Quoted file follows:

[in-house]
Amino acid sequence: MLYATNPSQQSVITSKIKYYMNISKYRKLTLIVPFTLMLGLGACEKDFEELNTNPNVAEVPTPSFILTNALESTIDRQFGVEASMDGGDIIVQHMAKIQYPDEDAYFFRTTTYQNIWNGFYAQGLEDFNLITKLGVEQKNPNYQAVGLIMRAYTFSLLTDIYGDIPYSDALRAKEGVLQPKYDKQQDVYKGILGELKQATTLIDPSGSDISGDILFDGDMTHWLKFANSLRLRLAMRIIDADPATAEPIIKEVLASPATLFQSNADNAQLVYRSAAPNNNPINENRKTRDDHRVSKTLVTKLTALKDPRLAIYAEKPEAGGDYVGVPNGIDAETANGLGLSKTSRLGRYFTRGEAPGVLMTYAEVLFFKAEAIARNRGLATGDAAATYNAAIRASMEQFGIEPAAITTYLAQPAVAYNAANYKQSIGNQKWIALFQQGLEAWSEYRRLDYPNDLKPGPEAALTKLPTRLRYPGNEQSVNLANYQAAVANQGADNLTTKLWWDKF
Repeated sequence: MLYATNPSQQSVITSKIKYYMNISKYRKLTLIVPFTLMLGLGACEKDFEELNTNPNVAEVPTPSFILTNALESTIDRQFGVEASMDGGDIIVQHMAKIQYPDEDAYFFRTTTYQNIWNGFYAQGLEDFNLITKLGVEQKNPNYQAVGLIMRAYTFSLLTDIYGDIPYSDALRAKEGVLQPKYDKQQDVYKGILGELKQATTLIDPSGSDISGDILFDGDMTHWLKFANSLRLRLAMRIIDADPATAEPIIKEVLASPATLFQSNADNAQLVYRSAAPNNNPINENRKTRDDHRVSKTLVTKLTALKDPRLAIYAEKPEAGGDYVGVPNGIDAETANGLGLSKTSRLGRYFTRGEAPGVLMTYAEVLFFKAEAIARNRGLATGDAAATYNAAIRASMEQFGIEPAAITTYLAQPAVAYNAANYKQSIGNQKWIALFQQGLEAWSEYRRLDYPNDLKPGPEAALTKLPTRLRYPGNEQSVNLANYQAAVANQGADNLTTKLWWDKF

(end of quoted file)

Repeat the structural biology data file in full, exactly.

[in-house]
Amino acid sequence: MLYATNPSQQSVITSKIKYYMNISKYRKLTLIVPFTLMLGLGACEKDFEELNTNPNVAEVPTPSFILTNALESTIDRQFGVEASMDGGDIIVQHMAKIQYPDEDAYFFRTTTYQNIWNGFYAQGLEDFNLITKLGVEQKNPNYQAVGLIMRAYTFSLLTDIYGDIPYSDALRAKEGVLQPKYDKQQDVYKGILGELKQATTLIDPSGSDISGDILFDGDMTHWLKFANSLRLRLAMRIIDADPATAEPIIKEVLASPATLFQSNADNAQLVYRSAAPNNNPINENRKTRDDHRVSKTLVTKLTALKDPRLAIYAEKPEAGGDYVGVPNGIDAETANGLGLSKTSRLGRYFTRGEAPGVLMTYAEVLFFKAEAIARNRGLATGDAAATYNAAIRASMEQFGIEPAAITTYLAQPAVAYNAANYKQSIGNQKWIALFQQGLEAWSEYRRLDYPNDLKPGPEAALTKLPTRLRYPGNEQSVNLANYQAAVANQGADNLTTKLWWDKF
Repeated sequence: MLYATNPSQQSVITSKIKYYMNISKYRKLTLIVPFTLMLGLGACEKDFEELNTNPNVAEVPTPSFILTNALESTIDRQFGVEASMDGGDIIVQHMAKIQYPDEDAYFFRTTTYQNIWNGFYAQGLEDFNLITKLGVEQKNPNYQAVGLIMRAYTFSLLTDIYGDIPYSDALRAKEGVLQPKYDKQQDVYKGILGELKQATTLIDPSGSDISGDILFDGDMTHWLKFANSLRLRLAMRIIDADPATAEPIIKEVLASPATLFQSNADNAQLVYRSAAPNNNPINENRKTRDDHRVSKTLVTKLTALKDPRLAIYAEKPEAGGDYVGVPNGIDAETANGLGLSKTSRLGRYFTRGEAPGVLMTYAEVLFFKAEAIARNRGLATGDAAATYNAAIRASMEQFGIEPAAITTYLAQPAVAYNAANYKQSIGNQKWIALFQQGLEAWSEYRRLDYPNDLKPGPEAALTKLPTRLRYPGNEQSVNLANYQAAVANQGADNLTTKLWWDKF